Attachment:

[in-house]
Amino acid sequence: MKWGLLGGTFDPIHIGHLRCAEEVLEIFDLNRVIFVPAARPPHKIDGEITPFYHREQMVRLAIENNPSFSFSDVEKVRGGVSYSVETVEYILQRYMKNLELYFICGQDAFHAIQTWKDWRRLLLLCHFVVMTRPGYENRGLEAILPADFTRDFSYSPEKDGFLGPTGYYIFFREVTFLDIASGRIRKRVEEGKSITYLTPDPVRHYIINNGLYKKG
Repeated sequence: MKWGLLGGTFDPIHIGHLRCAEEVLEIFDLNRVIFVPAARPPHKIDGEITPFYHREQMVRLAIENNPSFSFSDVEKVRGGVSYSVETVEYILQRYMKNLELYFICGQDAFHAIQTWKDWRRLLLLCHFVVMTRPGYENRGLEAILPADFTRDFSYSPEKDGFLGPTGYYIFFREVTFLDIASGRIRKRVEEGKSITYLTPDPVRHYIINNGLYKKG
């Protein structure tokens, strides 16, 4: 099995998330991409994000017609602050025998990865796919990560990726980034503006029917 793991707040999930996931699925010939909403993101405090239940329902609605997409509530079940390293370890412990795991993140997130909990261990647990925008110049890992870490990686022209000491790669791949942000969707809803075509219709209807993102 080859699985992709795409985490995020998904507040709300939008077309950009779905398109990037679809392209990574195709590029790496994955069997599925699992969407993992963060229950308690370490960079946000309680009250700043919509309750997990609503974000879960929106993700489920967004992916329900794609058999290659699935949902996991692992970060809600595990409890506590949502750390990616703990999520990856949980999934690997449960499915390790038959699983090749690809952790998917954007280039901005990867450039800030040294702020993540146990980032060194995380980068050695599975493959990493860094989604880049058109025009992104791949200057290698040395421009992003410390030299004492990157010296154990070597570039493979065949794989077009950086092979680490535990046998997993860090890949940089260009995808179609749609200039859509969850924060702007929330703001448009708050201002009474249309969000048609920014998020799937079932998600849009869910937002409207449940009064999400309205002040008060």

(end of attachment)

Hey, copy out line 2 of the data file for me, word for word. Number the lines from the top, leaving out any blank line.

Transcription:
Amino acid sequence: MKWGLLGGTFDPIHIGHLRCAEEVLEIFDLNRVIFVPAARPPHKIDGEITPFYHREQMVRLAIENNPSFSFSDVEKVRGGVSYSVETVEYILQRYMKNLELYFICGQDAFHAIQTWKDWRRLLLLCHFVVMTRPGYENRGLEAILPADFTRDFSYSPEKDGFLGPTGYYIFFREVTFLDIASGRIRKRVEEGKSITYLTPDPVRHYIINNGLYKKG